Florenc is situated about 1 000 m to the east of the Old Town Square, on the border of the New Town (Prague 1  District) and Karlín (Prague 8 District). Its present character is shaped by transportation infrastructure including bus terminal, train station and metropolitan arterial road. At the same time it is the largest brownfield in the city centre.

The competition site lays in the footprints of the former New Town rampart, traces of which are well preserved under the site, including the historical moat and the drainage. After the New Town fortification was demolished in 1870s, the space was used for city’s key transport infrastructure with some plots left undeveloped.

Significant portion of the competition site is situated in the urban conservation area of the Prague Historic City Centre, a listed UNESCO World Heritage Site and the entire adjacent area falls in the world heritage site buffer zone.

A number of important vistas and views on dominant landmarks were identified in the area. For example, the view from Masaryk Railway Station through Hybernská Street towards the Powder Tower (Prašná brána), a national heritage monument, or view from V Celnici Street on the Church of Our Lady before Týn (Týnský chrám). These vistas link the competition site with Prague’s historic core. The view of Vítkov Hill with the national heritage monument is equally significant for the legibility of the site.

The competition area contains a number of cultural institutions: The City of Prague Museum, Karlín Musical Theatre and industrial heritage buildings of the former railway engine depot at the Prague Masaryk Railway Station in which the National Technical Museum plans to open its Railway Museum.

Today, Florenc serves as an important transport hub of national and European importance. The Prague-Florenc Bus Terminal has a significant share of international coach services. Prague Masaryk Railway Station is the terminal station for commuting train services arriving from the east, north and partly northwest of the Prague metropolitan area and in 10 years' time it will also offer a direct train connection to Václav Havel Airport Prague. The area is well serviced by the Prague Integrated Transport system including two metro lines and a number of tram and bus lines.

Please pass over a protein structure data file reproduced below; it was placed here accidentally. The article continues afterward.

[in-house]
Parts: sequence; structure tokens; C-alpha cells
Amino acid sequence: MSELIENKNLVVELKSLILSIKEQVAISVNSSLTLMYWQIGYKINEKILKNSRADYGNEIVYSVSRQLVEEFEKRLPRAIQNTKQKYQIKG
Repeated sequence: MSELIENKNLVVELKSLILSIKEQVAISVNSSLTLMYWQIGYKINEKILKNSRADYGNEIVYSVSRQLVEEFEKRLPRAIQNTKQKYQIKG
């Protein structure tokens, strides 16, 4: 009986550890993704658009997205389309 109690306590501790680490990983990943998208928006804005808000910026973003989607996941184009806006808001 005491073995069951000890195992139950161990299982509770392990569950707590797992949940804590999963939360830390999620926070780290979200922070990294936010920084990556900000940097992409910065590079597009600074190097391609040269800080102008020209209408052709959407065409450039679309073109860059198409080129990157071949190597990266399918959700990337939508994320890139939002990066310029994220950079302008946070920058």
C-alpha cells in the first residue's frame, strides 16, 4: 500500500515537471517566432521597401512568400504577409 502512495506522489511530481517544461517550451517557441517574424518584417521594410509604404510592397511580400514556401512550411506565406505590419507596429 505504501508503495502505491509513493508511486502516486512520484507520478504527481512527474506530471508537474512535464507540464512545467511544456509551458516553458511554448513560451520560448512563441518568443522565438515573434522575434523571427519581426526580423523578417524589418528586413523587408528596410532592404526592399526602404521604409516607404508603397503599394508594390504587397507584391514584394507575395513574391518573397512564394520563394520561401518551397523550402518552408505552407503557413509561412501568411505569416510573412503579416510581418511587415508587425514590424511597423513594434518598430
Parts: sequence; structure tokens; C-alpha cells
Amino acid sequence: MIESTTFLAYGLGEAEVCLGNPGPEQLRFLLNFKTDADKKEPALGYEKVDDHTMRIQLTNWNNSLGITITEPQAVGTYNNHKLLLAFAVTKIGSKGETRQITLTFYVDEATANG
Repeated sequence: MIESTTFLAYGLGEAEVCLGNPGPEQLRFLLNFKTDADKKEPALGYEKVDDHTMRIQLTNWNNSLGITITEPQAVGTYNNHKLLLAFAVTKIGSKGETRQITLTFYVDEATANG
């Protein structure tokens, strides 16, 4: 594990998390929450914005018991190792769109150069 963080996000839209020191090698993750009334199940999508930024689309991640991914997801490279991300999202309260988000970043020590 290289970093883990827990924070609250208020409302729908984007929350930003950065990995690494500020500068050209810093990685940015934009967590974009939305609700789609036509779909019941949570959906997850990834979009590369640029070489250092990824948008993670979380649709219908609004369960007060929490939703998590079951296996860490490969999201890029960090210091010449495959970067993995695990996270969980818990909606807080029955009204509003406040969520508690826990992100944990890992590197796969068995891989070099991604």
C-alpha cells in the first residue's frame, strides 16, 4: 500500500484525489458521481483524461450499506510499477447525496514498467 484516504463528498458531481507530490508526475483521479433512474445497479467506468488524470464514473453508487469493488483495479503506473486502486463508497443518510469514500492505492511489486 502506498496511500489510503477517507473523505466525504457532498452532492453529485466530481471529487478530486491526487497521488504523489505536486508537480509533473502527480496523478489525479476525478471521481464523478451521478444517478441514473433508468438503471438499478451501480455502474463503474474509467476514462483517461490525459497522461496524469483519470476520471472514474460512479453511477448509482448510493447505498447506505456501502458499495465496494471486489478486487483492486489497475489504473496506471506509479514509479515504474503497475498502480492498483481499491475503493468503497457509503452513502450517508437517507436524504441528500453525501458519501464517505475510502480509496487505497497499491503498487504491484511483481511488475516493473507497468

Two companies, ČSAD Praha holding a. s. (owner of the bus terminal) and Masaryk Station Development, a. s., own or hold development rights to most land plots on the competition site. The City of Prague is the majority owner of the existing public spaces while the rail yard land and the buildings on the site of Masaryk Railway Station are owned by České dráhy, a.s. (state railway company).

Masaryk Station Development pursues the objective to redevelop the land into a fully integrated and functionally self-sufficient urban area. The primary objective is to eliminate the scar on the city’s face posed by the existing brownfield and replace it with a well-defined and structured urban area designed for business, living and leisure with direct links to the historic centre.

ČSAD Praha holding, a. s., plans a gradual conversion of the bus terminal into a mix-use development that is integrated into the urban fabric of Prague’s city centre while enhancing comfort for passengers and improving public spaces. 

Competition Area

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